Obama Highlights His Own Anti-Apartheid Protest in Mandela Remembrance

WASHINGTON — President Obama marked the death of former South African President Nelson Mandela, who died in Pretoria today at age 95, by noting that his own first “political action” was an anti-apartheid protest.


Having served 27 years behind bars for various sedition charges, Mandela was released from prison in 1990 and forged an end to apartheid with President F.W. de Klerk. The two shared the Nobel Peace Prize in 1993. De Klerk, 77, was hospitalized in July to have a pacemaker installed.

Mandela had been in failing health for years and various media reports over the past few months said that he was in a critical to unresponsive state.

South African President Jacob Zuma announced to the world that Mandela “passed on peacefully in the company of his family” just before 9 p.m. local time.

“Our thoughts are with his friends, comrades and colleagues who fought alongside Madiba over the course of a lifetime of struggle. Our thoughts are with the South African people who today mourn the loss of the one person who, more than any other, came to embody their sense of a common nationhood,” Zuma said. “Our thoughts are with the millions of people across the world who embraced Madiba as their own, and who saw his cause as their cause. This is the moment of our deepest sorrow.”

“A great light has gone out in the world. Nelson Mandela was a hero of our time,” British Prime Minister David Cameron tweeted. “I’ve asked for the flag at No10 to be flown at half mast.”

Reporters were quickly called to the White House briefing room for a live statement by President Obama.


Obama began with a quote from Mandela at the closing of his trial in 1964:”I have fought against white domination, and I have fought against black domination. I have cherished the ideal of a democratic and free society in which all persons live together in harmony with equal opportunities. It is an ideal which I hope to live for and to see realized. But if needs be, it is an ideal for which I am prepared to die.”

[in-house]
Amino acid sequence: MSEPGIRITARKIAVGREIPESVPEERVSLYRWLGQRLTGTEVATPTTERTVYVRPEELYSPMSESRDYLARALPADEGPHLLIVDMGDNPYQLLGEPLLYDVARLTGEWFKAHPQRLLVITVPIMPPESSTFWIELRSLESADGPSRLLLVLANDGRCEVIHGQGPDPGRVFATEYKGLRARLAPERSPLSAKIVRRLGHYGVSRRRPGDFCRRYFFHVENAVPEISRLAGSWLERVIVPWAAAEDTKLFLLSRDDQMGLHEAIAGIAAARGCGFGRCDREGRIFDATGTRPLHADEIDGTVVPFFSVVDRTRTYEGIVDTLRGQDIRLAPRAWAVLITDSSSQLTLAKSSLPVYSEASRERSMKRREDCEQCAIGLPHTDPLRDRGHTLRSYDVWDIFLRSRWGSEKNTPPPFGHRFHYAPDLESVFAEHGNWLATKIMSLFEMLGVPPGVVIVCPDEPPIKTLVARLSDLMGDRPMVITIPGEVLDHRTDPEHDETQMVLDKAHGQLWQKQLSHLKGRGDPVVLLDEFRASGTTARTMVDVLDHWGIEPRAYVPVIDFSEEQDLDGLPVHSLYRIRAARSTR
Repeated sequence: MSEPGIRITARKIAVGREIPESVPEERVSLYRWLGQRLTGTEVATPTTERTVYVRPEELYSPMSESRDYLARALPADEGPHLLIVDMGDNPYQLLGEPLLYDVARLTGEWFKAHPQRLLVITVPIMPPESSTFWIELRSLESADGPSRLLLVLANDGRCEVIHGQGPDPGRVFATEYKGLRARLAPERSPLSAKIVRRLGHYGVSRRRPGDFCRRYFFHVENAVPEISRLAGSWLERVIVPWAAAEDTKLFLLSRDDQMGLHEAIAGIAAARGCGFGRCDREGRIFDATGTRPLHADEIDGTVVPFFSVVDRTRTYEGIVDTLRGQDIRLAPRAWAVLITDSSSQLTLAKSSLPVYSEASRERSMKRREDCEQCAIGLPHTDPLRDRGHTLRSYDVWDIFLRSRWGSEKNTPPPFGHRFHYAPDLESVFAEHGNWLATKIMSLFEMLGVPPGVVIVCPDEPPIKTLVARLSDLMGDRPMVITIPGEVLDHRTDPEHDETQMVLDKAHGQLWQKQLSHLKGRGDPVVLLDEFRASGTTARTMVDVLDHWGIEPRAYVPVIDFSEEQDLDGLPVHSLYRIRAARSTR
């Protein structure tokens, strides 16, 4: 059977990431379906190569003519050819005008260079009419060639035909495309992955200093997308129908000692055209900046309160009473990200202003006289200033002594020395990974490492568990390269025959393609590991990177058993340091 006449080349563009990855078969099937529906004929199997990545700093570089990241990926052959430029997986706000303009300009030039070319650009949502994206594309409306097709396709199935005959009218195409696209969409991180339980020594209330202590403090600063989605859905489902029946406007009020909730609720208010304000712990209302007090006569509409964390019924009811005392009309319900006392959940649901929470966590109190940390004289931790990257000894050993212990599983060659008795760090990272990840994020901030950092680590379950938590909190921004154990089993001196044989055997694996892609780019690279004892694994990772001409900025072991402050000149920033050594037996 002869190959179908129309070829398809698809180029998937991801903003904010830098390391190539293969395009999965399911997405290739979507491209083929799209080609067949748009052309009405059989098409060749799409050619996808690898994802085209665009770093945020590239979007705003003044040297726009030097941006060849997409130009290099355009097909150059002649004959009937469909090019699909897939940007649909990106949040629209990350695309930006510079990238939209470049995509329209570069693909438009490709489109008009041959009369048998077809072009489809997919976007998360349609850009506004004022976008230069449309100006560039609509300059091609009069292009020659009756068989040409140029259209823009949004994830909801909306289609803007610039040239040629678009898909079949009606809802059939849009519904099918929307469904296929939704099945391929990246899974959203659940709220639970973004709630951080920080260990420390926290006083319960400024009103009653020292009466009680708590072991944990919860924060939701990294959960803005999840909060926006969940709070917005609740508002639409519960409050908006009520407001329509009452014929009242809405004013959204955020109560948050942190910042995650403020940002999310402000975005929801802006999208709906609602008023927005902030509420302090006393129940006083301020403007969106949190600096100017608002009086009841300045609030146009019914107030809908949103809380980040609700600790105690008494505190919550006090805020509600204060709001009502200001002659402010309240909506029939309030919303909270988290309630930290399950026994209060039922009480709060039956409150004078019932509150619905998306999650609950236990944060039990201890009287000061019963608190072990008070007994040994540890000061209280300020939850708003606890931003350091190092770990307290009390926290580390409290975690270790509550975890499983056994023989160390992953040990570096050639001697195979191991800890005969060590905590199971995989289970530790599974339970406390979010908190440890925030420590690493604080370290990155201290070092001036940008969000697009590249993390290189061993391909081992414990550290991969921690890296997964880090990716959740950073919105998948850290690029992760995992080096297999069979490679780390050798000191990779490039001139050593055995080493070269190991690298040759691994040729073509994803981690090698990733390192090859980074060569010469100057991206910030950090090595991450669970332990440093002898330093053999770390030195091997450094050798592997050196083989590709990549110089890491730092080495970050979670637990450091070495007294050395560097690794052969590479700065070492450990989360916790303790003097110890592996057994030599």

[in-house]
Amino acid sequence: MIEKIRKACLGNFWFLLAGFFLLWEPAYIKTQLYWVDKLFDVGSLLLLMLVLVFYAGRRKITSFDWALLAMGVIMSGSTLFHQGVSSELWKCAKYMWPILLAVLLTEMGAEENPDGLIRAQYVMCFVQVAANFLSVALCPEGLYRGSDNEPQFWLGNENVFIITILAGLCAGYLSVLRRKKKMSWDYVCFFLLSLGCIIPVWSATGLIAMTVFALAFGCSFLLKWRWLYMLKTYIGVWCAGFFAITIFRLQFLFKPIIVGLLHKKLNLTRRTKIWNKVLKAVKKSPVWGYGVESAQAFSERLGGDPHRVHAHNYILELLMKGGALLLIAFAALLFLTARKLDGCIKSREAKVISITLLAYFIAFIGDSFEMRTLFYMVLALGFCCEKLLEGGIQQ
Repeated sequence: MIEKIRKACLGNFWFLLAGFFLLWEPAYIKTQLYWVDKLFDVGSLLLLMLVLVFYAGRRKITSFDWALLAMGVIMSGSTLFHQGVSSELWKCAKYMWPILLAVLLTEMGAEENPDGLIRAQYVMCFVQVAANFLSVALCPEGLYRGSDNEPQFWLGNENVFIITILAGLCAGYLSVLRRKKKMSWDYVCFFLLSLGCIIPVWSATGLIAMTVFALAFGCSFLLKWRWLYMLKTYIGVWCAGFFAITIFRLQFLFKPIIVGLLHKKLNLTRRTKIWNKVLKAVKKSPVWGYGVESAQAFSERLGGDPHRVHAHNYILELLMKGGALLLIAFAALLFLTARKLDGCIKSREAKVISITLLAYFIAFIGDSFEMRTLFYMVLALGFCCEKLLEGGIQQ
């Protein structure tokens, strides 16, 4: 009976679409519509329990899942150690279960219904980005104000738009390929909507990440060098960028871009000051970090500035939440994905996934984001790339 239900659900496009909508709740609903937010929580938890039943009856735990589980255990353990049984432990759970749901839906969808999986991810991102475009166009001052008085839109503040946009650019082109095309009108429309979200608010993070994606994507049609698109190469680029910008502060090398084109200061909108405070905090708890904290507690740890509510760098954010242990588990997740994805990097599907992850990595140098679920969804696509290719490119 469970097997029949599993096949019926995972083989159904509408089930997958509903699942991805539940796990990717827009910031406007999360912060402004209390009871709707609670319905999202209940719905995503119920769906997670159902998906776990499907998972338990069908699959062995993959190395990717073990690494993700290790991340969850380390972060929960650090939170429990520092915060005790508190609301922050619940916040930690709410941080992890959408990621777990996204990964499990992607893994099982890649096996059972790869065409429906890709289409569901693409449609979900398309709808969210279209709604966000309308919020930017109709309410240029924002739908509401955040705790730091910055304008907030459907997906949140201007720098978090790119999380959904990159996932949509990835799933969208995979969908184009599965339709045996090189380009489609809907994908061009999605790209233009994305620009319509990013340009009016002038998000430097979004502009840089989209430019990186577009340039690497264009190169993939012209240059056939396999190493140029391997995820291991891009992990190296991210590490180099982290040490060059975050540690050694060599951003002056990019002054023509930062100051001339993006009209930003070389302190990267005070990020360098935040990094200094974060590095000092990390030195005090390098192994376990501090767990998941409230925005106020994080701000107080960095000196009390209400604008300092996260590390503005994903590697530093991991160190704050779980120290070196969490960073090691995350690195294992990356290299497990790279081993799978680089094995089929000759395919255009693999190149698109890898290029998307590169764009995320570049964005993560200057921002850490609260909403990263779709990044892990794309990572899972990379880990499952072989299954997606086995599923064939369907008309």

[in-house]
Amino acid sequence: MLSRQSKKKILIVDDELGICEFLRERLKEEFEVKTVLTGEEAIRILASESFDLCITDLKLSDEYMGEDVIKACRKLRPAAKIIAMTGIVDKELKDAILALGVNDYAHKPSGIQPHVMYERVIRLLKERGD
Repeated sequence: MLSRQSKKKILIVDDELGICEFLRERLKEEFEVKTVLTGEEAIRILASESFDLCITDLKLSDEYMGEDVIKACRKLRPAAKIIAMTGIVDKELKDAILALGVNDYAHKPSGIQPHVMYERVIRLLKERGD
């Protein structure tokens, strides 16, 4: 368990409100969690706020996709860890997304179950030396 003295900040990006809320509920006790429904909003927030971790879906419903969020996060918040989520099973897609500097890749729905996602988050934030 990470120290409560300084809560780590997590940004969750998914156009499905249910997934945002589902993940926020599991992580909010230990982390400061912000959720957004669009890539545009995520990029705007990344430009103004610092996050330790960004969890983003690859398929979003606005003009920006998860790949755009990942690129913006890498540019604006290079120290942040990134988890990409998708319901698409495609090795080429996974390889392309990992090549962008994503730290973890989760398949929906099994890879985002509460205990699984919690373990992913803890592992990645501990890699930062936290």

“Nelson Mandela lived for that ideal, and he made it real.  He achieved more than could be expected of any man. Today, he has gone home. And we have lost one of the most influential, courageous, and profoundly good human beings that any of us will share time with on this Earth. He no longer belongs to us — he belongs to the ages,” Obama said.

Saying that Mandela “set an example that all humanity should aspire to ,” Obama said, “I am one of the countless millions who drew inspiration from Nelson Mandela’s life.”

“My very first political action, the first thing I ever did that involved an issue or a policy or politics, was a protest against apartheid. I studied his words and his writings. The day that he was released from prison gave me a sense of what human beings can do when they’re guided by their hopes and not by their fears,” he continued. “And like so many around the globe, I cannot fully imagine my own life without the example that Nelson Mandela set, and so long as I live I will do what I can to learn from him.”


“We will not likely see the likes of Nelson Mandela again. So it falls to us as best we can to forward the example that he set: to make decisions guided not by hate, but by love; to never discount the difference that one person can make; to strive for a future that is worthy of his sacrifice.”

Obama said Mandela “bent the arc of the moral universe toward justice.”

“May God bless his memory and keep him in peace,” he concluded.

Former President George W. Bush said Mandela “was one of the great forces for freedom and equality of our time.”

“He bore his burdens with dignity and grace, and our world is better off because of his example,” Bush said in a statement. “This good man will be missed, but his contributions will live on forever. Laura and I send our heartfelt sympathy to President Mandela’s family and to the citizens of the nation he loved.”

Former President George H.W. Bush said as commander in chief, he “watched in wonder as Nelson Mandela had the remarkable capacity to forgive his jailers following 26 years of wrongful imprisonment – setting a powerful example of redemption and grace for us all.”